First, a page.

Boats, Homes and Rice - Tsunami 'Practical Action' Helps More Than 120,000

Share Article

Five years ago, the tsunami struck on Boxing Day, devastating lives and claiming more than half a million lives. Charity Practical Action has been working with communities determined to rebuild their lives with independence, pride and dignity. Whether building fishing boats, growing different types of crops or building houses, Practical Action has helped more than 120,000 look forward to a brighter future.

Boat building in Sri Lanka

The people of Sri Lanka refused to let this devastating event beat them. We will all remember what happened with sadness yet look forward to a brighter future. Practical Action’s work has meant people regained their pride, dignityand independence.

Boxing Day marks the fifth anniversary of the tsunami which claimed more than half a million lives – one of the biggest natural disasters the world has ever seen.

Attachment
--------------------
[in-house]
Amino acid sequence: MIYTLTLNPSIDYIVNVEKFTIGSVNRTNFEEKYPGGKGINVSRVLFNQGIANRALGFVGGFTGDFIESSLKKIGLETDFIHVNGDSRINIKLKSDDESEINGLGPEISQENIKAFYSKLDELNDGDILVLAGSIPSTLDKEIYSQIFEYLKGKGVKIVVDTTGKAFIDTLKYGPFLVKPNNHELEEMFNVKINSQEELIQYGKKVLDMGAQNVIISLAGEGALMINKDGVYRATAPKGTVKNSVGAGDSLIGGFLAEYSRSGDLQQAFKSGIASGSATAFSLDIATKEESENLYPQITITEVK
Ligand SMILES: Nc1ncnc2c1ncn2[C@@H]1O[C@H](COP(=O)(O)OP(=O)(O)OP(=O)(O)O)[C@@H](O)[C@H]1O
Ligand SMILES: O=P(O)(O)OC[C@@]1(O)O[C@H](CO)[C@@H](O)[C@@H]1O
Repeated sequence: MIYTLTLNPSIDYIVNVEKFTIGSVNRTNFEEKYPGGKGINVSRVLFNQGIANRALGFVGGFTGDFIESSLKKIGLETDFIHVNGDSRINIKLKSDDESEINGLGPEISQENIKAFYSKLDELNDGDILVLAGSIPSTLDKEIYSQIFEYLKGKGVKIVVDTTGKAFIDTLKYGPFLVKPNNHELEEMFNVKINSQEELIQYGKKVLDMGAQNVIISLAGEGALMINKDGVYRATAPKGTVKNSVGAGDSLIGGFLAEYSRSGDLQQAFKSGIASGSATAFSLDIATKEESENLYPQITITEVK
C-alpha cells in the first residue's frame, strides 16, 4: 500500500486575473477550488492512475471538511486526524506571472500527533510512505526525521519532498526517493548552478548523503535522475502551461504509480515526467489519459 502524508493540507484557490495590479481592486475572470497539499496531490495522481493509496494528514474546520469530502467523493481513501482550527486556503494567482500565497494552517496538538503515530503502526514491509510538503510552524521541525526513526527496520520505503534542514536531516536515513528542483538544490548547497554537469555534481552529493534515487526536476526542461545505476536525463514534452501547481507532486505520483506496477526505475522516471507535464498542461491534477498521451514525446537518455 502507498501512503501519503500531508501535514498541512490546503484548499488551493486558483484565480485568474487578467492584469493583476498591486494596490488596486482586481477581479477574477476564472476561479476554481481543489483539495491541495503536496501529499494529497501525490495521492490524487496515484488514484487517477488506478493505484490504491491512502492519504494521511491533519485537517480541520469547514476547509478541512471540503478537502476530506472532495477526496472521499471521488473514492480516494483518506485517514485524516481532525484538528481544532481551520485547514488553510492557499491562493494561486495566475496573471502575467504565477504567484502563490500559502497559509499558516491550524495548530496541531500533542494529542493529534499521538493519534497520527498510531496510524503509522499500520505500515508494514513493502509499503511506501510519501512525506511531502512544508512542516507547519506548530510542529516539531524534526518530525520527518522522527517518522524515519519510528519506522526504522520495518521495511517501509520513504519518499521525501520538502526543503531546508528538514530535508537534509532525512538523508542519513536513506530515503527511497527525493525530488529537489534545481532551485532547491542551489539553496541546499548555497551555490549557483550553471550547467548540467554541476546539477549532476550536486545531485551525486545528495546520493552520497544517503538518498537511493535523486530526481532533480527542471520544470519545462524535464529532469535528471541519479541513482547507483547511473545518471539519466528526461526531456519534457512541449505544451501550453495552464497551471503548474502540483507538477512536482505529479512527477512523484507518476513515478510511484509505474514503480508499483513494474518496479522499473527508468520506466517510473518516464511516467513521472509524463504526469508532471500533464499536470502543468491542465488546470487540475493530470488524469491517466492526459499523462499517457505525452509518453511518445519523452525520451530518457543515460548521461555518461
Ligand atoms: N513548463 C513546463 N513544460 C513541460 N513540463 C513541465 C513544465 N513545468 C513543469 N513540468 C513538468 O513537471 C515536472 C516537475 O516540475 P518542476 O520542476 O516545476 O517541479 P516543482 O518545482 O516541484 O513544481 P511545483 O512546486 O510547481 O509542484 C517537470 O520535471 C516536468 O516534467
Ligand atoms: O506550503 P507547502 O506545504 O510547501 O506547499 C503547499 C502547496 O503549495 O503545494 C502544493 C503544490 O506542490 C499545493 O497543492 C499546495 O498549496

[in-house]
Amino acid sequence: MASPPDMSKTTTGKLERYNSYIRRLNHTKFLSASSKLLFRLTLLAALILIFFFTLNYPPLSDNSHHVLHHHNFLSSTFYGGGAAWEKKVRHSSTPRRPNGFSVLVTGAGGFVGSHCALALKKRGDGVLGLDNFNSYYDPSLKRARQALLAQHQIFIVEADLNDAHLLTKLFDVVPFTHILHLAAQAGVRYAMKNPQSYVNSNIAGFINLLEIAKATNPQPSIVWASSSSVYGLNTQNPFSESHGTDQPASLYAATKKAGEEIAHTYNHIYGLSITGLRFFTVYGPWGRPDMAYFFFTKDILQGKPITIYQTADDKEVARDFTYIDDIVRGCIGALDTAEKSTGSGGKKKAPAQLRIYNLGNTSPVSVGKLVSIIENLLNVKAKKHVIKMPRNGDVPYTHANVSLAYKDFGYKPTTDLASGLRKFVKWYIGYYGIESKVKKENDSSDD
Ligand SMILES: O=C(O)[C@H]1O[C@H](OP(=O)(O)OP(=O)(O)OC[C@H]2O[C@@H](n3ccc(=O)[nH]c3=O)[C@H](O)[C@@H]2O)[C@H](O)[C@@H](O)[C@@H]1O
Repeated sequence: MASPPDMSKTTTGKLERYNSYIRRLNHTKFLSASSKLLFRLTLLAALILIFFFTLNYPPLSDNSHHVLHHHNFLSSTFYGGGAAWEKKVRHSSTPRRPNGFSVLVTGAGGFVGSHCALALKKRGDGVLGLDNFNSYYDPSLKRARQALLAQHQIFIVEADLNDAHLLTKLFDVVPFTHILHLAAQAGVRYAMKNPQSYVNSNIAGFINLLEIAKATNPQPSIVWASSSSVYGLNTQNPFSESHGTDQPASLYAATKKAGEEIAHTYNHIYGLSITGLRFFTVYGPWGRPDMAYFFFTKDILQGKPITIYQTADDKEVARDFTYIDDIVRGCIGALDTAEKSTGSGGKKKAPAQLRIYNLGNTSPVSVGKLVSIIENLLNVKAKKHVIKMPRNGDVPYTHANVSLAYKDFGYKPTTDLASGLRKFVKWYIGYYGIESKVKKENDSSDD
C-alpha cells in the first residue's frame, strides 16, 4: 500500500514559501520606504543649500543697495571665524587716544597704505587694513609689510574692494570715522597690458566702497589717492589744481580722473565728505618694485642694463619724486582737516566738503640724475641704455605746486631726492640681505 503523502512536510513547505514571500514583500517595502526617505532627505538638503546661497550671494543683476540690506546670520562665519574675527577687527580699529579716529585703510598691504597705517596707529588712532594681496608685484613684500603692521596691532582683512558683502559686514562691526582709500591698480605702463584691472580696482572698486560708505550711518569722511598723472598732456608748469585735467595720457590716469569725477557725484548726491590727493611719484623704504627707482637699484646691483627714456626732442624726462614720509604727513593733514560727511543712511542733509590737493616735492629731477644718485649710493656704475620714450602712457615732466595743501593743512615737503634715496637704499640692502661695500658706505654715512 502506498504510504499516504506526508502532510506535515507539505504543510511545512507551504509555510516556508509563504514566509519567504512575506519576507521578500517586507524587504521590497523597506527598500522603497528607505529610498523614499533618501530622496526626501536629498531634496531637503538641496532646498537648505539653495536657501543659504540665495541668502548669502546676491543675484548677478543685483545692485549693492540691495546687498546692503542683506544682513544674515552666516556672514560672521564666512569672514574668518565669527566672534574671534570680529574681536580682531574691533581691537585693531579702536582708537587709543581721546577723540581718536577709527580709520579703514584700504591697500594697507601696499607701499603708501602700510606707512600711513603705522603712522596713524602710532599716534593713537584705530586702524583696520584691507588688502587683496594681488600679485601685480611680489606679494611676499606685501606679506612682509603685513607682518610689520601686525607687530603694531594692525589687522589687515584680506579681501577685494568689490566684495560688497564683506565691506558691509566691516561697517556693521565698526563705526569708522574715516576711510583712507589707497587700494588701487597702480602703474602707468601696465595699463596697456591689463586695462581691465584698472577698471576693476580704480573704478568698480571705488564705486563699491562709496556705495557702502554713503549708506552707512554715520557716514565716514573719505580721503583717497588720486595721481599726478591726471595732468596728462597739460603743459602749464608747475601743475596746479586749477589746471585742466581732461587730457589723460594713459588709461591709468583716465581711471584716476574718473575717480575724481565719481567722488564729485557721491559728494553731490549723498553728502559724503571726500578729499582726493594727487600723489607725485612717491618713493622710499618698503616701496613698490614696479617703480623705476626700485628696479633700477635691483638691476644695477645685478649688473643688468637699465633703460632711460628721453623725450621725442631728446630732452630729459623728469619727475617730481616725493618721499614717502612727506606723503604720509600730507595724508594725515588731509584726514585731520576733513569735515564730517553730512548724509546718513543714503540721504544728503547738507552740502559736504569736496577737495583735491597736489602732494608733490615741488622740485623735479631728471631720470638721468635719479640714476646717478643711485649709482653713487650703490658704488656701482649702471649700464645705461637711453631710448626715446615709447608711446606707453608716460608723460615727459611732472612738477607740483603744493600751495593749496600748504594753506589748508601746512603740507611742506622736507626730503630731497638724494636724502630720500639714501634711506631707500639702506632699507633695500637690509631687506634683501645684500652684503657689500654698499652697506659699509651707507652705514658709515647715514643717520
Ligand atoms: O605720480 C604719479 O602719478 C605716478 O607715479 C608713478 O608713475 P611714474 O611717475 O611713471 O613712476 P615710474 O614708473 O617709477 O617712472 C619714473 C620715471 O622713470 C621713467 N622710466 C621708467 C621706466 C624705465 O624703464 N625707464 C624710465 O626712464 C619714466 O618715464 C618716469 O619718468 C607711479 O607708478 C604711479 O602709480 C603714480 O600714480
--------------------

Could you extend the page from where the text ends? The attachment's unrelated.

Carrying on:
Yet international development charity, Practical Action, has helped more than 120,000 since the disaster - with its unique approach to projects.

Whether helping people to grow rice which is resistant to saline, working with fishermen to build boats suitable for their needs or helping people build new houses with locally available materials, people have regained their independence while learning new ways of making money.

The charity has been working with communities in Sri Lanka where 31,000 people died and half a million were displaced.

Hardest hit was the fishing industry with a third of Sri Lankan fishermen killed and more than 80 per cent of their boats destroyed – losing 30,000 in total.

In addition, 120,000 houses had to be rebuilt and 25,000 acres of farm land became useless due to high salt levels.

Vishaka Hidellage, Director, Practical Action Sri Lanka, said: "The 2004 tsunami devastated so many lives, yet people wanted to know what they could do move on to rebuild their lives with pride and dignity."

"From fishermen to families, women and disabled people, Practical Action’s work has meant people have found new ways of making a living and regaining their independence."

"Five years later we are still working with communities; the people of Sri Lanka refused to let this devastating event beat them. While we will all remember what happened with tremendous sadness we will continue to look forward to a brighter future."

###

Share article on social media or email:

View article via:

Pdf Print

Contact Author

Jane Eason
Visit website